Perilous mission: UN agency heads to inspect Ukraine's nuclear plant

A team from the U.N. is on its way to Ukraine’s atomic energy plant in the heart of the fighting. This mission will be the hardest in the history of the International Atomic Energy Agency, said Ukrainian Foreign Minister Dmytro Kuleba.

Planet Labs PBC/AP
This satellite image from Planet Labs PBC shows the Zaporizhzhia nuclear power plant occupied by Russian forces, in Ukraine on Aug. 28, 2022. The International Atomic Energy Agency's expert mission to the Zaporizhzhia power plant in Ukraine "is now on its way."

A team from the U.N. nuclear watchdog on Monday started its journey to the Zaporizhzhia atomic power plant at the heart of fighting in Ukraine, a long-awaited mission to inspect crucial safety systems that the world hopes will help avoid a catastrophe.

Offsetting that rare ray of hope, Ukraine and Russia again accused each other of stoking the conflict by shelling the wider region around the plant, which had already been briefly knocked offline last week.

That incident heightened dread of a nuclear disaster in a country still haunted by the 1986 explosion at Chernobyl, and officials began handing out anti-radiation iodine tablets shortly after.

To avoid such a disaster, International Atomic Energy Agency Director-General Rafael Grossi has for months sought access to the Zaporizhzhia plant, Europe’s biggest, which has been occupied by Russian forces and run by Ukrainian workers since the early days of the six-month-old war.

“The day has come,” Mr. Grossi tweeted, adding that the Vienna-based IAEA’s “Support and Assistance Mission ... is now on its way.” It is slated to arrive later this week. Mr. Grossi didn’t provide a more precise timeline or give further details beyond posting a picture of himself with 13 other experts.

His announcement came as Ukraine accused Russia of new rocket and artillery strikes at or near the plant, intensifying fears that the fighting could cause a massive radiation leak. The facility, which has six reactors, was already temporarily knocked offline under the barrage of shelling last week.

Ukraine has alleged that Russia is essentially holding the plant hostage, storing weapons there and launching attacks from around it, while Moscow accuses Ukraine of recklessly firing on the facility.

Ukraine reported shelling in Nikopol, the city across the Dnieper river from the nuclear power plant, and said one person was killed and five others were wounded. In Enerhodar, just a few kilometers from the plant, the city’s Ukrainian mayor, Dmytro Orlov, blamed Russian shelling for injuries to at least 10 residents.

“Apparently, [the Russians] have rehearsed their scenario ahead of the arrival of the IAEA mission,” Mr. Orlov said on Telegram.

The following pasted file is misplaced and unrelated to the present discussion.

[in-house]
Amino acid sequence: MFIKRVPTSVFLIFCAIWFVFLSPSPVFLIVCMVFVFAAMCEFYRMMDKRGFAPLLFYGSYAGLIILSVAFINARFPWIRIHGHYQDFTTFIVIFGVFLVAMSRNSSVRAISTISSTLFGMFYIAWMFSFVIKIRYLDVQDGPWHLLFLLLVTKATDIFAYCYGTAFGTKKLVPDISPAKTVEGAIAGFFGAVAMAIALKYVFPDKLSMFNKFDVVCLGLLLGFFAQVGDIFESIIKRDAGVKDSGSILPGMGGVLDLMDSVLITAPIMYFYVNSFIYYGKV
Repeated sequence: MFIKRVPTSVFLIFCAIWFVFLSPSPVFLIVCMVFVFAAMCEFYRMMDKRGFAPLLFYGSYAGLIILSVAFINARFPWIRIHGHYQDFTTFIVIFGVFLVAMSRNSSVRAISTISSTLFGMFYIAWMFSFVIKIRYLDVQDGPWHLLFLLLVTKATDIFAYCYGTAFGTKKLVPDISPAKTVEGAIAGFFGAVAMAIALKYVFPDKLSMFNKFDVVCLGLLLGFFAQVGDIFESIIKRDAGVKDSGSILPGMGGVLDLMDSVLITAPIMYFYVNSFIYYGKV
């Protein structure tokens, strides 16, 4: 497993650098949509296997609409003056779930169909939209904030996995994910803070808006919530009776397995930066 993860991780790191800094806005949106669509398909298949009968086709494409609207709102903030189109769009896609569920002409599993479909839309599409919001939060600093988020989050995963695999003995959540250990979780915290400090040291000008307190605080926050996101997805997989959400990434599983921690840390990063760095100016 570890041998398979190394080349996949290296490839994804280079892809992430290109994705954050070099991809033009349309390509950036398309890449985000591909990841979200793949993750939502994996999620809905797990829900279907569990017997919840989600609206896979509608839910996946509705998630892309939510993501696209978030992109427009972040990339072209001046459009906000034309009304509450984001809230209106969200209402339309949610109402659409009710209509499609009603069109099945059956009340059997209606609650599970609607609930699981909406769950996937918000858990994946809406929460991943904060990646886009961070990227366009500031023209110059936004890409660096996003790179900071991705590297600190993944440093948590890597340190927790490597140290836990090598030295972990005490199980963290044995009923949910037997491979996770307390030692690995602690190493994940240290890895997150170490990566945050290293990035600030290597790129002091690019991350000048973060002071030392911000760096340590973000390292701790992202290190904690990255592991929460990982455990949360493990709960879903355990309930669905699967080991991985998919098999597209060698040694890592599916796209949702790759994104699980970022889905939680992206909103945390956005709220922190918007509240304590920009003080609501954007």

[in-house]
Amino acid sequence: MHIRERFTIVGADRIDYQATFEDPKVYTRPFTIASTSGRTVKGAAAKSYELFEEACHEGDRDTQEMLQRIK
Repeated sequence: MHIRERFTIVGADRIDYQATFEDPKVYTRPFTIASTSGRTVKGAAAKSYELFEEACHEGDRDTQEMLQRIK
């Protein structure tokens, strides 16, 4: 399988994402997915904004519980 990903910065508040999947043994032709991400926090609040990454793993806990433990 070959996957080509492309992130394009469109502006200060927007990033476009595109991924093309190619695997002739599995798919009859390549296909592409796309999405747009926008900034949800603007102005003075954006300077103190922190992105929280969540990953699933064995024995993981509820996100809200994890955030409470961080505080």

Ukrainian Foreign Minister Dmytro Kuleba said that “without an exaggeration, this mission will be the hardest in the history of IAEA.”

“We expect from the mission a clear statement of facts, of violation of all nuclear, of nuclear safety protocols. We know that Russia is putting not only Ukraine, but also the entire world at threat at the risk of nuclear accident,” Mr. Kuleba said in Stockholm.

In Moscow, Kremlin spokesman Dmitry Peskov accused Ukraine of shelling in and around the plant.

“We believe that all countries must raise pressure on the Ukrainian side to force it to stop threatening the European continent by shelling the territory of the Zaporizhzhia nuclear power plant and surrounding areas,” he said.

Mr. Peskov noted that Russia will ensure security of the IAEA mission “in view of the constant threats linked to the relentless shelling by the Ukrainian side.”

Ukraine’s atomic energy agency has painted an ominous picture of the threat by issuing a map forecasting where radiation could spread from the Zaporizhzhia plant, which Russian forces have controlled since soon after the war began.

Away from Zaporizhzhia, the Ukraine military claimed it had breached Russia’s first line of defense in some sections near Kherson just north of the Crimean Peninsula, an advance that would represent a strategic breakthrough if confirmed.

Reports about Ukrainian forces preparing for the counteroffensive in the south of the country, namely in the Russian-occupied Kherson region, have circulated for weeks. Russian-installed officials in the region on Monday announced the evacuation of residents of nearby Nova Kakhovka, a city frequently targeted by Kyiv’s forces, to bomb shelters from their workplaces. The officials citied Ukrainian rocket strikes on the city.

But in a war rife with claims and counterclaims that are hard to independently verify, the Moscow-appointed regional leader of Crimea, Sergei Aksyonov, dismissed the Ukrainian assertion of a counteroffensive in the Kherson region as false, noting that the Ukrainian forces have suffered heavy losses in the south and elsewhere.

The highest number of casualties – eight civilians killed and seven wounded – over the past 24 hours was reported in the eastern Donetsk region. The Russian forces carried out strikes on the cities of Sloviansk and Kostyantynivka overnight and Ukrainian governor of the region, Pavlo Kyrylenko, urged the remaining residents to evacuate immediately.

Kharkiv, Ukraine’s second-largest city, was hit with cluster munitions on Monday morning, regional governor Oleh Syniehubov reported.
Ukraine’s presidential office also reported heavy fighting and multiple Ukrainian strikes in the southern Kherson region, most of which is occupied by the Russians. Ukrainian forces have recently been carrying out strikes on ammunition depots and Russian military positions there.

This story was reported by The Associated Press.

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